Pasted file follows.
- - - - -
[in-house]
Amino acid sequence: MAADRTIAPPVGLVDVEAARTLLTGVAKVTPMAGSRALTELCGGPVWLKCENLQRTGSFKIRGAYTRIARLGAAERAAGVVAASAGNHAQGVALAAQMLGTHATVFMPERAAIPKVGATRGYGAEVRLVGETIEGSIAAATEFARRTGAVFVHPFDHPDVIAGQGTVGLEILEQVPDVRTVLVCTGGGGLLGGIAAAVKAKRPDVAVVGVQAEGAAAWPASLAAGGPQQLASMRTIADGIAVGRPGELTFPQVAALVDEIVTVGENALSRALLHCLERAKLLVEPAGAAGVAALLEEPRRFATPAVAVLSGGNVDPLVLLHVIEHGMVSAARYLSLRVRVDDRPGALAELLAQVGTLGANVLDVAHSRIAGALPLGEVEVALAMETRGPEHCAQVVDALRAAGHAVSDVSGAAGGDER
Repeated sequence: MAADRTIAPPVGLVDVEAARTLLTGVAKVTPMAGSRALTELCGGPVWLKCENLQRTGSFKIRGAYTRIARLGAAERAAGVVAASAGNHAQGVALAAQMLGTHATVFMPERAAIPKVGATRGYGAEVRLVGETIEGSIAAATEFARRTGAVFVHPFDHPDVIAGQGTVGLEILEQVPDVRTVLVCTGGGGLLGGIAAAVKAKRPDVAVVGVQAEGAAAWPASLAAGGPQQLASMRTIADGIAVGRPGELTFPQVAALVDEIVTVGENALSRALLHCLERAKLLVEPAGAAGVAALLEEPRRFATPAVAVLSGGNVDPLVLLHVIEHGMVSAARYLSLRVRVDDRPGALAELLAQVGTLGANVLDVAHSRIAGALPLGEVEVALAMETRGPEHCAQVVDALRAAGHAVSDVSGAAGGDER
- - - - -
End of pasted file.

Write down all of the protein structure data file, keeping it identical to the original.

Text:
[in-house]
Amino acid sequence: MAADRTIAPPVGLVDVEAARTLLTGVAKVTPMAGSRALTELCGGPVWLKCENLQRTGSFKIRGAYTRIARLGAAERAAGVVAASAGNHAQGVALAAQMLGTHATVFMPERAAIPKVGATRGYGAEVRLVGETIEGSIAAATEFARRTGAVFVHPFDHPDVIAGQGTVGLEILEQVPDVRTVLVCTGGGGLLGGIAAAVKAKRPDVAVVGVQAEGAAAWPASLAAGGPQQLASMRTIADGIAVGRPGELTFPQVAALVDEIVTVGENALSRALLHCLERAKLLVEPAGAAGVAALLEEPRRFATPAVAVLSGGNVDPLVLLHVIEHGMVSAARYLSLRVRVDDRPGALAELLAQVGTLGANVLDVAHSRIAGALPLGEVEVALAMETRGPEHCAQVVDALRAAGHAVSDVSGAAGGDER
Repeated sequence: MAADRTIAPPVGLVDVEAARTLLTGVAKVTPMAGSRALTELCGGPVWLKCENLQRTGSFKIRGAYTRIARLGAAERAAGVVAASAGNHAQGVALAAQMLGTHATVFMPERAAIPKVGATRGYGAEVRLVGETIEGSIAAATEFARRTGAVFVHPFDHPDVIAGQGTVGLEILEQVPDVRTVLVCTGGGGLLGGIAAAVKAKRPDVAVVGVQAEGAAAWPASLAAGGPQQLASMRTIADGIAVGRPGELTFPQVAALVDEIVTVGENALSRALLHCLERAKLLVEPAGAAGVAALLEEPRRFATPAVAVLSGGNVDPLVLLHVIEHGMVSAARYLSLRVRVDDRPGALAELLAQVGTLGANVLDVAHSRIAGALPLGEVEVALAMETRGPEHCAQVVDALRAAGHAVSDVSGAAGGDER